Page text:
The sun rises behind Mauna Kea, coloring the sky, and backlighting the telescopes at the summit.
We had a weird weather system settle on the island recently, which provided a week of cloudy, wet weather. It also deposited a decent snowfall on the top of Mauna Kea, which stuck around for a fair while. Maybe it will be a white Christmas after all!
Kiawe Trees, and the telescopes at the top of Mauna Kea, are silhouetted against the early morning sky.
This week’s Sunday Stills challenge theme is ‘Going Back….’ See more responses here.
I was thinking about posting photos going back to my first visit to Hawaii, but in looking at them, I realized that I’d never posted photos from my tour of the Subaru Telescope, which I took a few months after moving here. At the time, the Subaru Telescope was the only one on the summit of Mauna Kea that offered tours to the general public, though the tours have been shut down by the current Covid situation.
I particularly remember the fabulous views from the walkway around the exterior of the telescope. The interior of the telescope was also interesting, though in the abstract way of a giant piece of equipment. This is not a telescope where one gets to put an eye to the lens to see what’s going on, though I was charmed to learn that when Princess Sayako of Japan dedicated the telescope in 1999, she was able to do just that because a special eyepiece had been constructed for that purpose!
The Subaru Telescope is a Ritchey-Chretien reflecting telescope. It has a large field of view which makes it ideal for wide-field sky surveys. For more information about the Subaru Telescope, visit https://subarutelescope.org/en/. The telescope’s live camera stream captured a cool video of last month’s Perseid Meteor Shower which can be seen here.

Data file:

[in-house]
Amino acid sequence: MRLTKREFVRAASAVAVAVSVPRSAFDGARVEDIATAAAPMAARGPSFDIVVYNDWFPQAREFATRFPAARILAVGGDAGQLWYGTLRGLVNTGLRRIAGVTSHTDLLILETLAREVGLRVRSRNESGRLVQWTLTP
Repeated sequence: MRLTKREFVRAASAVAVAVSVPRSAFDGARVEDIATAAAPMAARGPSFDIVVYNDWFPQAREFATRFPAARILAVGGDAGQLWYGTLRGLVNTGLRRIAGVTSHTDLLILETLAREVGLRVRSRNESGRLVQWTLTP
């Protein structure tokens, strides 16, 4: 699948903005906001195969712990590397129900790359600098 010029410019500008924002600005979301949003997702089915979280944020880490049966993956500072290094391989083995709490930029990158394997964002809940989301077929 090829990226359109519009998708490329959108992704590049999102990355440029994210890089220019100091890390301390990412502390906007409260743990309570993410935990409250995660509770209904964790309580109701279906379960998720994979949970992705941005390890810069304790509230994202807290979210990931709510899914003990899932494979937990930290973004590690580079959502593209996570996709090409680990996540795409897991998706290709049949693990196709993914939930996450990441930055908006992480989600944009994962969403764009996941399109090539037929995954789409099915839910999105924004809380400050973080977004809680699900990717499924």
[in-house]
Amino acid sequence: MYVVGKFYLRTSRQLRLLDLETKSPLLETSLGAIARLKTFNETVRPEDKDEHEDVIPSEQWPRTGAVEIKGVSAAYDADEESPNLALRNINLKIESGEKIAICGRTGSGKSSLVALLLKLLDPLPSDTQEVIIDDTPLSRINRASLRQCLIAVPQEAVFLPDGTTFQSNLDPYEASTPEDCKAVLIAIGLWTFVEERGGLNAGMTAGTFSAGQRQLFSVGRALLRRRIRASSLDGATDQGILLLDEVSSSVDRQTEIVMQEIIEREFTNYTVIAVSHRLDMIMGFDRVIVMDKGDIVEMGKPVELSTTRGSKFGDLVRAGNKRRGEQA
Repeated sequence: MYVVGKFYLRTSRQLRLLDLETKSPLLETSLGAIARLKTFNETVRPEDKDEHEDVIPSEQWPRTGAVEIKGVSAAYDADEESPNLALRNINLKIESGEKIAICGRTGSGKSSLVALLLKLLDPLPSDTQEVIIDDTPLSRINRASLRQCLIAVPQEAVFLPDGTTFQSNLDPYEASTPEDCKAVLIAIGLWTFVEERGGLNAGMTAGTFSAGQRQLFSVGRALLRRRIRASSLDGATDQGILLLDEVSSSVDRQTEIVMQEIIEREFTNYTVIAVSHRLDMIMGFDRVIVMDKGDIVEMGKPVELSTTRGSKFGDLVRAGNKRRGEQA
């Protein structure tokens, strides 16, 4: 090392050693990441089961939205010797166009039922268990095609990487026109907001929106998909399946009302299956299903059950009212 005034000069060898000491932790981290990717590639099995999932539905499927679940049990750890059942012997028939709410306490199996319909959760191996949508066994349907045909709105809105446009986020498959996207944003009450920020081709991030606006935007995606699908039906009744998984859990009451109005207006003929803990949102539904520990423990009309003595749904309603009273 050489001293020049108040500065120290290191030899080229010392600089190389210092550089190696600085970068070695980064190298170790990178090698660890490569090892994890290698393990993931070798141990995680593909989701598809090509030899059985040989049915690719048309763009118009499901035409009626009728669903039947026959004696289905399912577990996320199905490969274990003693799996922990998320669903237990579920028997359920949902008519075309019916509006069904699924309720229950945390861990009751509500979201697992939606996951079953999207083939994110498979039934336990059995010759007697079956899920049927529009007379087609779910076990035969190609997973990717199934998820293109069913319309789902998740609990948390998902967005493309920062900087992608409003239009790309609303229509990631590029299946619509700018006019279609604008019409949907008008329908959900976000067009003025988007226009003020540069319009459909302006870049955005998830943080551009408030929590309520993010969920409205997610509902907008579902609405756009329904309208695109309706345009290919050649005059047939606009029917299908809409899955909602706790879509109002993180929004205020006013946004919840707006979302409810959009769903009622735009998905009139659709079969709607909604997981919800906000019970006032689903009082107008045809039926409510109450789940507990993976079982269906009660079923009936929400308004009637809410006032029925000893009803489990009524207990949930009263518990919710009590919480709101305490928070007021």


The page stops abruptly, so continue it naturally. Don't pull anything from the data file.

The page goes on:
This week’s Friendly Friday challenge theme is ‘Mountain Top.’ See more responses here.
Mauna Kea is the highest mountain on earth, when measured from its base to its peak. It logs in at 33,476 feet, 13,803 of which are above sea level.
The top photo is a late afternoon view from near the summit of Mauna Kea, with the Subaru Telescope on the left and the two Keck Telescopes to the right. The top of the cloud layer lies a thousand or more feet below them, which is one of the reasons it’s such a prime site for astronomy.
The second photo is a view from Upolu, showing the summit with a lot of snow on it. While this photo was taken in February, the volcano is high enough that snow can fall at any time of year.
There are 13 telescopes atop Mauna Kea, but while they’re all one of a kind in that regard, they vary in how they make observations. Some collect visual light, some infrared. Others are used for radio astronomy. I’d go in to more detail about this, but the science is as far over my head as the telescopes are in this photo!
Posted in response to Becky’s October Squares challenge theme of ‘Kind.’ See more responses here.
I see this stand of yuccas on the drive into Waimea and watch for it to bloom. When it does, late afternoons are the best time for photographs so I try to remember to stop on the way back from hiking off Saddle Road or at Hawaii Volcanoes National Park. In this instance, it was the latter, and I was passing by around 6 pm.
Look closely at the top photo and the telescopes of Mauna Kea can be seen in the distant background, which is a bit unusual for this time of day, morning being their time to shine.
A view of Mauna Kea from the Pu’u O’o Trail off of Saddle Road, with a couple of telescopes peaking up at the top.